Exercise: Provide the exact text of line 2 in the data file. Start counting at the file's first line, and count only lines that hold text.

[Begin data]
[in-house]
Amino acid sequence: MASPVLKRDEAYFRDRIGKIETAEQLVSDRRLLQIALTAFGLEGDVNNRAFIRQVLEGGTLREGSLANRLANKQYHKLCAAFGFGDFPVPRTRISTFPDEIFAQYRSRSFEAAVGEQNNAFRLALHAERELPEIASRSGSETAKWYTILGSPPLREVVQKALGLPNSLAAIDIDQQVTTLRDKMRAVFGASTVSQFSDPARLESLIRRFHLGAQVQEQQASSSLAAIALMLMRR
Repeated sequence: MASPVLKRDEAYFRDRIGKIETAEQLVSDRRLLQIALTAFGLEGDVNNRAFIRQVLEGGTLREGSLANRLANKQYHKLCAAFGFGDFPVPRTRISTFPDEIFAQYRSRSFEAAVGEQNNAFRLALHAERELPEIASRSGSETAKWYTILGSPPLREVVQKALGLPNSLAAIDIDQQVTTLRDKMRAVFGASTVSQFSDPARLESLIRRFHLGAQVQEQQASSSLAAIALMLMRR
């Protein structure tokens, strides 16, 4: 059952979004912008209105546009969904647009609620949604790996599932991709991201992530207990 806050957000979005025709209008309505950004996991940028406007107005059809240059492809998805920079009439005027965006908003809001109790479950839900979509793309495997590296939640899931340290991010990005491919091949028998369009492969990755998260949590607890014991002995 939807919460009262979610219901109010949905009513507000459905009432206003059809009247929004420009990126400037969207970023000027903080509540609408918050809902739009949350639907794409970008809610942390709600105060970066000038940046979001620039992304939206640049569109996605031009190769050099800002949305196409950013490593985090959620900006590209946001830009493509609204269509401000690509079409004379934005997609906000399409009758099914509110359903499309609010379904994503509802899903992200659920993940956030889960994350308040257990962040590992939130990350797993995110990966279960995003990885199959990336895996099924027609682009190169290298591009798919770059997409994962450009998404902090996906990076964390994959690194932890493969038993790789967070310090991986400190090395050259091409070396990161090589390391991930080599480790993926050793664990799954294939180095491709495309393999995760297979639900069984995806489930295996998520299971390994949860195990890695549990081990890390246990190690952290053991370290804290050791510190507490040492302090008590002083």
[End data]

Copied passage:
Amino acid sequence: MASPVLKRDEAYFRDRIGKIETAEQLVSDRRLLQIALTAFGLEGDVNNRAFIRQVLEGGTLREGSLANRLANKQYHKLCAAFGFGDFPVPRTRISTFPDEIFAQYRSRSFEAAVGEQNNAFRLALHAERELPEIASRSGSETAKWYTILGSPPLREVVQKALGLPNSLAAIDIDQQVTTLRDKMRAVFGASTVSQFSDPARLESLIRRFHLGAQVQEQQASSSLAAIALMLMRR